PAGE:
Holladay Corp., a Washington-based residential building firm, has signed a contract with Chicago-based Stein & Co. to buy 9.4 acres of vacant land along Wisconsin Avenue at McLean Gardens.

The land had been rezoned last year to allow Stein to build a controversial $60 million project which was to include 625 new condominium apartments in a series of six- to 10-story buildings, plus an office and shopping center with a minimum of 772 new parking spaces.

Leroy Eakin III, senior vice president of Holladay, said the firm would propose modifications to the approved development plan but declined to describe the proposed changes or the character of the plan.

"We have some preliminary ideas for what we intend to propose for the development but we want to discuss those ideas with the neighborhood," he said.

Holladay has been in business here almost 30 years, Eakin said. Some of Holladay's recent development projects include the 300-apartment complex at 4100 Massachusetts Ave. NW, which one resident described as "a first-class building"; Connecticut Heights Apartments at Connecticut Avenue and Davenport Street, which included both new and renovated apartments; and Kenwood Forest townhouses in Chevy Chase.

"We've done mostly residential work," Eakin said.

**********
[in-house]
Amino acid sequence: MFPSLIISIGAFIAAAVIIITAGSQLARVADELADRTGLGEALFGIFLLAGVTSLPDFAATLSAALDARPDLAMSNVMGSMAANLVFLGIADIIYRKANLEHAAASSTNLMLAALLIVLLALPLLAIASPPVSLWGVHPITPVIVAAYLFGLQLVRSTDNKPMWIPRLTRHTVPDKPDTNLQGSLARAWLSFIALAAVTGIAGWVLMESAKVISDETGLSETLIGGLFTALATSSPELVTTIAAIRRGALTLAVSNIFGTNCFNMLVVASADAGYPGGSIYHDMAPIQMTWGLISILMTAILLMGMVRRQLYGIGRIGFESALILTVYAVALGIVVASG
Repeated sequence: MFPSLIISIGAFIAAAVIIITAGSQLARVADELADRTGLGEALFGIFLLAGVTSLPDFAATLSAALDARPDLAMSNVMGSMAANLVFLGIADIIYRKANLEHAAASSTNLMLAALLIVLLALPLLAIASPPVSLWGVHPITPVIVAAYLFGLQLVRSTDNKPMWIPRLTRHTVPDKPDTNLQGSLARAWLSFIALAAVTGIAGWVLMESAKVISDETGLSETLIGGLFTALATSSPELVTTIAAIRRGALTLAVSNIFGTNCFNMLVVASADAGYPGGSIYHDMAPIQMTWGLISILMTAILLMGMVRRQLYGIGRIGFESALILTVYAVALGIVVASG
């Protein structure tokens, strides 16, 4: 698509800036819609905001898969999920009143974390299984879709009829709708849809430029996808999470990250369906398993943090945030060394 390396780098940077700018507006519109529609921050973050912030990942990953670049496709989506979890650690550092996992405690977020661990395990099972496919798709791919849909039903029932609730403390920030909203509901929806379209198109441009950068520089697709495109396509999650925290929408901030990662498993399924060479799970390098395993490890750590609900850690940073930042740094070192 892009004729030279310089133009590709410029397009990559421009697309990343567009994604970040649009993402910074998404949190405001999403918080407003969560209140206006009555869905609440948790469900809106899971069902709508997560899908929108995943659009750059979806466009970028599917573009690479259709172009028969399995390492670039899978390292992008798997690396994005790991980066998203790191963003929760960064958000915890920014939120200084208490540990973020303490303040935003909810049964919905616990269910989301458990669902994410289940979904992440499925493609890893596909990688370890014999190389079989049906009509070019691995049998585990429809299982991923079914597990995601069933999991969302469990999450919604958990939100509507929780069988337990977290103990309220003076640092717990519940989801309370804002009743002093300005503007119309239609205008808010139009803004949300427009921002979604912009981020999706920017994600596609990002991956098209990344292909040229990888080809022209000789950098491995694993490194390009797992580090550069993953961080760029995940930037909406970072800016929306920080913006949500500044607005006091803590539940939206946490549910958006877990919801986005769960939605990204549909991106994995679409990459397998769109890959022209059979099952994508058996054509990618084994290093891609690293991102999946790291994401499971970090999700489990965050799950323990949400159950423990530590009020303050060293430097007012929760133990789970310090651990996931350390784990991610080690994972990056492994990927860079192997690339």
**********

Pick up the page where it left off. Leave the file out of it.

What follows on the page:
The vacant property purchased by Holladay, along Wisconsin between Idaho Avenue and Rodman Street, was part of the original McLean Gardens development, a group of 31 three-story brick buildings of World War II vintage scattered on 43 acres. The complex was one of the largest concentrations of moderately priced rental housing in Washington until its conversion to condominiums amid a protracted and stormy battle.

Earlier this year, an investment group agreed to buy 411 condominiums that were still vacant, more than half of them still needing renovation at the time, and to rent them out. Julie Koczela, assistant vice president of a management subsidiary of Stein and Co., which continues to renovate and manage the rental condos, said that 276 of the units have been rented to date. A section with about 120 units is still under renovation, which will be completed by the fall, she said.

Holladay's Eakin declined to reveal the price paid for the land. Stein officials in Chicago couldn't be reached for comment.